Since the book of that name was mentioned in a previous post, here's a little more of a most unusual story. Marguerite van Geldermalsen was a young New Zealand nurse backpacking in Jordan in 1978. On her visit to Petra, she and her girlfriend Elizabeth wanted to stay among Bedouin families that still lived in the ancient caves. The spontaneous arrangement was not as easy as they anticipated until they met Mohammed Abdallah Othman, a resident then working at selling souvenirs. Tourism there was in its fledgling days with few amenities.
Mohammed was clearly taken with the tall, lively girl and the feeling was reciprocated. A couple of days in Petra became half a lifetime in love, to Marguerite's surprise. Their courtship was spurred by attending a community wedding that extended for days. Bachelor Mohammed had already chosen his own home, a fixer-upper we would say, in a cave high on a ledge overlooking the amazing Nabatean vista, not too close to his neighbours. No running water. No electricity. But he was self-sufficient and energetic.
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"In years to come, when visitors, on finding out I lived in a cave with my Bedouin husband, called me brave, or courageous, or daring, I felt like a bit of a fraud. I had just done the easiest thing. No politics or philosophy; just a wonderful man, who started his day by praying that God would be pleased with him, and that his parents would be pleased with him, and then went off to his work with a flick of his mendeel and a joyful step, while I did what I felt like without a care in the world." (p. 33)
They married officially in Amman to ensure her necessary resident's permit, after many a bureaucratic difficulty. Normally at that time, traditional Bedouin marriage did not involve paperwork at all. But a celebration at Marguerite's new home was in order.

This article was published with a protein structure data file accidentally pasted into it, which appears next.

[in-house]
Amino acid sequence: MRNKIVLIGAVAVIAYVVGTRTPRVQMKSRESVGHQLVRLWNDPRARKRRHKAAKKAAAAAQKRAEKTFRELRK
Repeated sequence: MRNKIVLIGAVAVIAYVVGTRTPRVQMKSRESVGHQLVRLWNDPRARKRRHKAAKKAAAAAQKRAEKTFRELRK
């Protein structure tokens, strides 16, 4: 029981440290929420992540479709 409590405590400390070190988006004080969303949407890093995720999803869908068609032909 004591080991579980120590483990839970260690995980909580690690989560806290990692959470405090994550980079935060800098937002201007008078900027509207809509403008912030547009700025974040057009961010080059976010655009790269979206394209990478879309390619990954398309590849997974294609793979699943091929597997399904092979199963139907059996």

"It soon became clear that although I couldn't speak Arabic, didn't know how to milk a goat, make bread or start a fire, and certainly wasn't planning on moving in to look after my in-laws, they were still intending to make a party that would be talked about for years to come." (p.51)
Marguerite learned to do all of those things and eventually converted to Islam. Together they improved their home; travelled in Europe and Asia, and of course to New Zealand; became the parents of three children; and shared a happy life. Mohammed became an entrepreneurial husband. Marguerite provided nursing care for his tribe and the village to which the government finally removed them. Mohammed died in 2002 of complications from diabetes.
Marguerite was encouraged to write her extraordinary story. She provides an unrivalled insight into the Bedouin way of life, much of which continues today.
From a recent interview:
"I started writing the book in 1997, when I realized just how much the life had changed and how special my stories were, to capture that recent history of the site and to show the world that people are pretty much the same everywhere."
 Marguerite van Geldermalsen, Married to a Bedouin (UK: Virago Press, 2006).
 Matt Rees, "Married to Mohammad: Marguerite van Geldermalsen's Writing Life interview," 2 April 2011: http://www.themanoftwistsandturns.com/2011/04/02/married-to-mohammadmarguerite-van-geldermalsen%E2%80%99s-writing-life-interview/ (accessed : 17 May 2014).
© 2014 Brenda Dougall Merriman. All rights reserved.